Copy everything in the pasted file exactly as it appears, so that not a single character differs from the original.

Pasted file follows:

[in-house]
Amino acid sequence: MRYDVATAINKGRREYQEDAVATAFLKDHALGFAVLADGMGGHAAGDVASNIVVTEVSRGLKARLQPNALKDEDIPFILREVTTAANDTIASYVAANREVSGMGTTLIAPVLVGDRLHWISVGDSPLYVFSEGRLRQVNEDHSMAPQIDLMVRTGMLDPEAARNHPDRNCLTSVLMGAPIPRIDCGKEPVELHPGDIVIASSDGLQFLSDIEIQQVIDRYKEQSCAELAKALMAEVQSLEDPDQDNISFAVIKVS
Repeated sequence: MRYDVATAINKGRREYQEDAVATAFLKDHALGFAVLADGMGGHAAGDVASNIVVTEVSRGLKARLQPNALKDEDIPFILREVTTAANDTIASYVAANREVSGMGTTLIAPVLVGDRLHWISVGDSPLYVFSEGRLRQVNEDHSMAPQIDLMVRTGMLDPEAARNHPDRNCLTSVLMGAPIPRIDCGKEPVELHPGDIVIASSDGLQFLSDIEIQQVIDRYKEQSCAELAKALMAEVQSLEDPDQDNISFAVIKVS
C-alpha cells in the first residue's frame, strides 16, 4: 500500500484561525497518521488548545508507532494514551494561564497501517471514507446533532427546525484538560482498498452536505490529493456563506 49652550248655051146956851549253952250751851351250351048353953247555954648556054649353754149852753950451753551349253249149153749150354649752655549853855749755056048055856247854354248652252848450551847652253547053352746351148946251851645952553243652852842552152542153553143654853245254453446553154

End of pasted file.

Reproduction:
[in-house]
Amino acid sequence: MRYDVATAINKGRREYQEDAVATAFLKDHALGFAVLADGMGGHAAGDVASNIVVTEVSRGLKARLQPNALKDEDIPFILREVTTAANDTIASYVAANREVSGMGTTLIAPVLVGDRLHWISVGDSPLYVFSEGRLRQVNEDHSMAPQIDLMVRTGMLDPEAARNHPDRNCLTSVLMGAPIPRIDCGKEPVELHPGDIVIASSDGLQFLSDIEIQQVIDRYKEQSCAELAKALMAEVQSLEDPDQDNISFAVIKVS
Repeated sequence: MRYDVATAINKGRREYQEDAVATAFLKDHALGFAVLADGMGGHAAGDVASNIVVTEVSRGLKARLQPNALKDEDIPFILREVTTAANDTIASYVAANREVSGMGTTLIAPVLVGDRLHWISVGDSPLYVFSEGRLRQVNEDHSMAPQIDLMVRTGMLDPEAARNHPDRNCLTSVLMGAPIPRIDCGKEPVELHPGDIVIASSDGLQFLSDIEIQQVIDRYKEQSCAELAKALMAEVQSLEDPDQDNISFAVIKVS
C-alpha cells in the first residue's frame, strides 16, 4: 500500500484561525497518521488548545508507532494514551494561564497501517471514507446533532427546525484538560482498498452536505490529493456563506 49652550248655051146956851549253952250751851351250351048353953247555954648556054649353754149852753950451753551349253249149153749150354649752655549853855749755056048055856247854354248652252848450551847652253547053352746351148946251851645952553243652852842552152542153553143654853245254453446553154